As a mother of multiple children ranging in age from 26 to 11, I have always tried to encourage my children to take responsibility for their actions and their goals they set for themselves. As a licensed professional and a former school teacher, I constantly find myself calling on those skills prompting other parents to do the same.
Recently, my 12 year old son, Sean, wanted to purchase a video game. He was discussing his plan with his dad. His dad looked up Sean’s savings account balance at our bank and informed him that he did not have enough money. After the discussion, I found Sean sitting on the couch looking like he had lost his best friend. He appeared extremely sad. When I asked him what was wrong, he told the story to me about his lack of money to purchase a video game that he wanted to play.
I informed him that he could make money if he did extra jobs around the house. I asked him if he wanted me to show him the list I kept of extra household jobs with the monetary amounts for each job listed.
His face suddenly lit up with excitement and he said, “Yes!” I’ve never seen him that excited about household chores. I gave him the list and he got right to work. He earned $25 in less than 3 hours and I got some much needed house work done.
After Sean had completed the jobs and the money was transferred to his account, my husband and I let him know how proud we were of him for working hard to get something he wanted. We told him that what he did was an example of taking responsibility for himself and his own needs and wants.
Teaching your children how to take ownership and responsibility for their own goals, and then working towards those goals is a huge part of parenting.
Here are some tips for encouraging responsibility when working with children ages 7 to 17:
Encouraging responsibility early in your child’s life is a way to inform them that you value their input and have confidence in them to complete a task or job. Children will need self confidence and good judgment as they grow into adults. Accomplishment of an assigned responsibility will set the stage for repeated success as adults.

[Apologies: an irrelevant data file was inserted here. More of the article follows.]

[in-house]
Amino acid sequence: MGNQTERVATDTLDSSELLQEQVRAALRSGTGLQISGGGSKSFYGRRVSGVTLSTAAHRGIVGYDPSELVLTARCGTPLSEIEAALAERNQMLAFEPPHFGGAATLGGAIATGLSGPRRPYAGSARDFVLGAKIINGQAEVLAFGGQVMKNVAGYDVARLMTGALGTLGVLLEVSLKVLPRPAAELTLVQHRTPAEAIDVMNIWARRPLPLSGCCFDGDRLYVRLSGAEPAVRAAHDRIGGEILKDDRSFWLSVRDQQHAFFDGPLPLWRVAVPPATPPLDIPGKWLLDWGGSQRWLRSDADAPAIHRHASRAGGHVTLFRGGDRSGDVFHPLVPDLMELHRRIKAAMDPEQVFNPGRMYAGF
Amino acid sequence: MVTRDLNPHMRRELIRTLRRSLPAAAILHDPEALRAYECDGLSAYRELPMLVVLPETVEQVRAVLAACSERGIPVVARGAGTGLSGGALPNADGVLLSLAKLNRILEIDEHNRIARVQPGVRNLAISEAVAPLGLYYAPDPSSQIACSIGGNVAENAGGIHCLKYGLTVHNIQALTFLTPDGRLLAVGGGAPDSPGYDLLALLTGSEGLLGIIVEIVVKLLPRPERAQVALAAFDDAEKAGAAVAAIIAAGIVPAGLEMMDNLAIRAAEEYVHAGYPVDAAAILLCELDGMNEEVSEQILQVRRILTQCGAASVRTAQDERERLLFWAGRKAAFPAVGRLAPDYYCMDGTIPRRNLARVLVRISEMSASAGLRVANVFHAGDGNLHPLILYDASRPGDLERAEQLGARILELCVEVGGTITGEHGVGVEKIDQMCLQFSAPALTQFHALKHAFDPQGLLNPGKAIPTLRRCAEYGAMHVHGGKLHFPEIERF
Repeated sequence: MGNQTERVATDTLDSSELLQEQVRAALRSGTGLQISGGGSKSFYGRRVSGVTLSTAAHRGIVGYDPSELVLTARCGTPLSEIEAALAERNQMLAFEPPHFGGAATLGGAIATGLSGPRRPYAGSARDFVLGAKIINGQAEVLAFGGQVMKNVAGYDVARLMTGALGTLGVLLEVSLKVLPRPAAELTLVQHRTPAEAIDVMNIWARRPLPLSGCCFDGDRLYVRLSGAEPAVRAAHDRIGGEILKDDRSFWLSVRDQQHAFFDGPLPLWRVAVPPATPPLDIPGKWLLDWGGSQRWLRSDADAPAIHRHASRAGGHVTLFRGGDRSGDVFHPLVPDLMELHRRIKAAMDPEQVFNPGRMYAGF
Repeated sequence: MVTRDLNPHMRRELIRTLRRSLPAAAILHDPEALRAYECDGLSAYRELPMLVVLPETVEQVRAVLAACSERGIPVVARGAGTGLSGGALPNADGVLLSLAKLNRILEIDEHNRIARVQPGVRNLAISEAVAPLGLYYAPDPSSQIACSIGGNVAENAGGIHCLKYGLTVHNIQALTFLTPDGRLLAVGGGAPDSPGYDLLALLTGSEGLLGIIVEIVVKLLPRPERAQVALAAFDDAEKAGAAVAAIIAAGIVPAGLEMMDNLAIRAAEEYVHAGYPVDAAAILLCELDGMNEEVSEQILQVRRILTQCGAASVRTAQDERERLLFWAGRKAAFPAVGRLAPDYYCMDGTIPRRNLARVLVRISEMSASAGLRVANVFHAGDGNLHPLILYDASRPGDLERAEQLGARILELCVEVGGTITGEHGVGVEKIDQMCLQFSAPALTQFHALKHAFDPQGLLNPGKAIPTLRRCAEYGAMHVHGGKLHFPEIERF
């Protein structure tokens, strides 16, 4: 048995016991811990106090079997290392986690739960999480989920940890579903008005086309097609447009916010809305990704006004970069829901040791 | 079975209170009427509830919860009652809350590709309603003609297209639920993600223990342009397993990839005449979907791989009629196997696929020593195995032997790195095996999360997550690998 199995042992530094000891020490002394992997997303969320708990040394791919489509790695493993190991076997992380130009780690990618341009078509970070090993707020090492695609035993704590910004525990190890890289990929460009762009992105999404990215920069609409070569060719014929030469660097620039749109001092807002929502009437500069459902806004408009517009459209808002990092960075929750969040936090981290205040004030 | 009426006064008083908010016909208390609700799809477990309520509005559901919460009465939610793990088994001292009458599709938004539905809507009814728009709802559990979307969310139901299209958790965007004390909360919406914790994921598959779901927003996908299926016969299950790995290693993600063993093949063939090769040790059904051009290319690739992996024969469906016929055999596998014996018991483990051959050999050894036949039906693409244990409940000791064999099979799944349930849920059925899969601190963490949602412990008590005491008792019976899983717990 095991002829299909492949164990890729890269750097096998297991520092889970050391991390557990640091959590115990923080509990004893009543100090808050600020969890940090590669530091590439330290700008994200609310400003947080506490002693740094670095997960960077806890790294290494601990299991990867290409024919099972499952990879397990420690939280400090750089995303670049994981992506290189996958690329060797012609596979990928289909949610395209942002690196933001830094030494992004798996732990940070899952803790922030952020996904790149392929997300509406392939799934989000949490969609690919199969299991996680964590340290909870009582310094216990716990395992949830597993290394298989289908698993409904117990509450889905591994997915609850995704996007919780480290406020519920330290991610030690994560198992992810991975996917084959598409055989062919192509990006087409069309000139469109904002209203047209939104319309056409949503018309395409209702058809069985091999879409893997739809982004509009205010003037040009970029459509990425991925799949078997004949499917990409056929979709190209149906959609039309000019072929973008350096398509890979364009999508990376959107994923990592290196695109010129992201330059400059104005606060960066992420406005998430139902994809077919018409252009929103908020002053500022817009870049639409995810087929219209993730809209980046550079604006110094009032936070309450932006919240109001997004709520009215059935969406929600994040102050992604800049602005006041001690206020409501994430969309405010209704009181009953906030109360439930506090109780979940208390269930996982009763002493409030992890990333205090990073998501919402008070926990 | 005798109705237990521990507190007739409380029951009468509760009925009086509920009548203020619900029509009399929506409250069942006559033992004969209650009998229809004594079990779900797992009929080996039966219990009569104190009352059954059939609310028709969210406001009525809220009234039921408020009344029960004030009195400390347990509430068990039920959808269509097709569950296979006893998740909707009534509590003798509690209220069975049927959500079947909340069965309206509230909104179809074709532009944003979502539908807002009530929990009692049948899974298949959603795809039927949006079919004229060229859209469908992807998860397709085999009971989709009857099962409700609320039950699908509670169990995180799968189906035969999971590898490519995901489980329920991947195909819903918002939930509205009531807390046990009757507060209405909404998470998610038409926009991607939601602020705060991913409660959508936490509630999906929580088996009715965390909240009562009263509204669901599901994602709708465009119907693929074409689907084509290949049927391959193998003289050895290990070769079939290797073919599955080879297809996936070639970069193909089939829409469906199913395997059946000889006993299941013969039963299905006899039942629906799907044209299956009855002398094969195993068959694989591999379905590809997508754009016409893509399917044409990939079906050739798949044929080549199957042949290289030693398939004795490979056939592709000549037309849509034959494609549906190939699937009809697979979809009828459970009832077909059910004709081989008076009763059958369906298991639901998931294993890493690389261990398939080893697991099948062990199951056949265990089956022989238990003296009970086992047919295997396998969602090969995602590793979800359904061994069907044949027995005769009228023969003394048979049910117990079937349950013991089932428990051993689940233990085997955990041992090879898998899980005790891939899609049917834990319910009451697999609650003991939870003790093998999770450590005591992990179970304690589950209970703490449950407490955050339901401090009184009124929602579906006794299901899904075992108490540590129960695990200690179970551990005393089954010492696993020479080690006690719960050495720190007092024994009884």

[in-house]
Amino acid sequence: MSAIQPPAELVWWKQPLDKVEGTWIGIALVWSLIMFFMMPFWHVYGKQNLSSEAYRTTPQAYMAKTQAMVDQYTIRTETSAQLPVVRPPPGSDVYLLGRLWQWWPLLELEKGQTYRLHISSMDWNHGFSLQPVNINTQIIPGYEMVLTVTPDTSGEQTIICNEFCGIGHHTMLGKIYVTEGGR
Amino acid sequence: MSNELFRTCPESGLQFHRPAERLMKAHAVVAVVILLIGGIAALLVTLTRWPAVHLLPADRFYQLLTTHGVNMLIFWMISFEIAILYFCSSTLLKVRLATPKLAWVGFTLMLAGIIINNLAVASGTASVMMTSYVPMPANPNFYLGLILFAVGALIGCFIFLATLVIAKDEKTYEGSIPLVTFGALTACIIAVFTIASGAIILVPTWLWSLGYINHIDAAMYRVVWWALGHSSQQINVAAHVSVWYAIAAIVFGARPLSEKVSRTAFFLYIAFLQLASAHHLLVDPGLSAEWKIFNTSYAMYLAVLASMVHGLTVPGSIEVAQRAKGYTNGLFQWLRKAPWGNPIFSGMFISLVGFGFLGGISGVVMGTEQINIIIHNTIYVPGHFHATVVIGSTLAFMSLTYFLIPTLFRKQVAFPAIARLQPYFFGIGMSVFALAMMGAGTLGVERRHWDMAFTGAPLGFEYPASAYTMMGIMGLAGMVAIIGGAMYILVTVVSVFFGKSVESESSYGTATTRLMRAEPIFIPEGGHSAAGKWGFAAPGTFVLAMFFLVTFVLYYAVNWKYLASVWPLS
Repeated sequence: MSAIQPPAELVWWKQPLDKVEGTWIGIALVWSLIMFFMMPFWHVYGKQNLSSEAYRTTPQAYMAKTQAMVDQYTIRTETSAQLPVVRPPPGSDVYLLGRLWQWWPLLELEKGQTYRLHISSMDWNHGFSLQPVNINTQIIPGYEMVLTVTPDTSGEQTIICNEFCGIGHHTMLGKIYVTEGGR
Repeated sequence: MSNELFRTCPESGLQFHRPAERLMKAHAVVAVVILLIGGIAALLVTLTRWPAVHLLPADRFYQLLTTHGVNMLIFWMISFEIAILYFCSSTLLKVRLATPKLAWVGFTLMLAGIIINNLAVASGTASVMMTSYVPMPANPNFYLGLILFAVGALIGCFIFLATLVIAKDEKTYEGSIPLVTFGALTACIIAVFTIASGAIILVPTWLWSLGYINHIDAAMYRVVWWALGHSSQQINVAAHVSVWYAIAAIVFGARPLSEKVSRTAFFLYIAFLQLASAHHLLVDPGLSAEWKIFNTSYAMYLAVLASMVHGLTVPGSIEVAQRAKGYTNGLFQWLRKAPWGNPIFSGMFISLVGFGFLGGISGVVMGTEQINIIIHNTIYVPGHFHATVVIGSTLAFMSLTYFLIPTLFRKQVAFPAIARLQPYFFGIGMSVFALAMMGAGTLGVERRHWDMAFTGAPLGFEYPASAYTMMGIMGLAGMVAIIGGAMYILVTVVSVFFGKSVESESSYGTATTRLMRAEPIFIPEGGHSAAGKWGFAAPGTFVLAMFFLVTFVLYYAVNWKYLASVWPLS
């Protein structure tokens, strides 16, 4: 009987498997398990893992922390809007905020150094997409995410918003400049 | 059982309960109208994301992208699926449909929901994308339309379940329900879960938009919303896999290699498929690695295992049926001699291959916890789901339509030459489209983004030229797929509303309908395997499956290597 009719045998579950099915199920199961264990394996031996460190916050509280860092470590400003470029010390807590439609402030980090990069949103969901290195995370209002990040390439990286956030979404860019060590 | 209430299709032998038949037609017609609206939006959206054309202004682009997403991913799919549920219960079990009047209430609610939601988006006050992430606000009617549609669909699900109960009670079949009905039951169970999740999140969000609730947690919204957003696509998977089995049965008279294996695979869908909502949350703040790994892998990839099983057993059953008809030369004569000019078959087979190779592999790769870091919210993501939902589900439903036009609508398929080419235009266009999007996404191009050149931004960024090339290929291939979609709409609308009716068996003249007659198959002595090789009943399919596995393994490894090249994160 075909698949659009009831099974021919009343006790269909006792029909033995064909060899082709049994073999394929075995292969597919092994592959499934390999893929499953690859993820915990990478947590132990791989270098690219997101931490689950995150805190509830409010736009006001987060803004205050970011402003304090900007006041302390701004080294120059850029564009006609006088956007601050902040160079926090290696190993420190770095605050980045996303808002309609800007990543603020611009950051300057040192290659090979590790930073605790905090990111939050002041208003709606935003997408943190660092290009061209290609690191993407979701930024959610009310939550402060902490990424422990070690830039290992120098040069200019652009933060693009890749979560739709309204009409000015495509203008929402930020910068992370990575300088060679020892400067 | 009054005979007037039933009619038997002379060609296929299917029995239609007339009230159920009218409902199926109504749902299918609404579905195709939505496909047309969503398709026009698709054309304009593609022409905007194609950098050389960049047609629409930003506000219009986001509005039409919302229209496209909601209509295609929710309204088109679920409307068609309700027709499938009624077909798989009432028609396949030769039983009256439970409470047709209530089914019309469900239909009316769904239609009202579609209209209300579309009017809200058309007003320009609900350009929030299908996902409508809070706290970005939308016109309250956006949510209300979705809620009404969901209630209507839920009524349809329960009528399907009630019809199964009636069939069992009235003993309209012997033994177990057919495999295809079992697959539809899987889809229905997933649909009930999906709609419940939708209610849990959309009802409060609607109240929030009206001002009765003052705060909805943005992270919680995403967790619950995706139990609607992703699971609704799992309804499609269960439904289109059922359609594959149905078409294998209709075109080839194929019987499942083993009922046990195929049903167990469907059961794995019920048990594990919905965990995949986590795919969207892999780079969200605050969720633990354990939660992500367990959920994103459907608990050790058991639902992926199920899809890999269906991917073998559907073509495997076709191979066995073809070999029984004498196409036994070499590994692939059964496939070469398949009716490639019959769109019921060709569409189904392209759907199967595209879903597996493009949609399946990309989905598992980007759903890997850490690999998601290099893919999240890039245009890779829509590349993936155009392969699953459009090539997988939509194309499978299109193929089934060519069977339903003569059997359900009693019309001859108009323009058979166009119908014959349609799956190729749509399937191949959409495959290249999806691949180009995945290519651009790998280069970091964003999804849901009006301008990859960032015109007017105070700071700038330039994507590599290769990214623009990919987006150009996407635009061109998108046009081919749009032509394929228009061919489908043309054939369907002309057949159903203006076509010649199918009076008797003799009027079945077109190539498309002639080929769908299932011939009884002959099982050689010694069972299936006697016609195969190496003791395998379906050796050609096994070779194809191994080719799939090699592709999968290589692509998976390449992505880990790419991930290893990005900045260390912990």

The hard part for me as a parent is watching them fail at times. I have to do a great deal of positive self-talk when I see one of my children working hard to accomplish a goal they were striving for over a period of time. I have to remind myself that the achievement is sometimes in the doing of something and not always in achieving.
There are resources available to you if you need help with developing parenting skills or your child is struggling in a certain area. You may need a second opinion and there are several places to seek help. Here are a few:
Parenting is not meant to be done alone. Build your team of resources starting with the list above.
Nicole Wallace , LCMHC
Nicole is a Licensed Clinical Mental Health Counselor with over 20 years of experience helping
clients with overcoming trauma, managing life transitions, and developing coping skills. She
specializes in helping women between the ages of 18 and 55 heal from anxiety, depression,
trauma, and life transitions. Nicole’s goal is to help women transform their thoughts and in turn
transform their lives. It is in that spirit that she opened her mental health group private practice
called Transformation Counseling and Consulting, PLLC. Every therapist at the practice is
dedicated to the mission of assisting women and their families.
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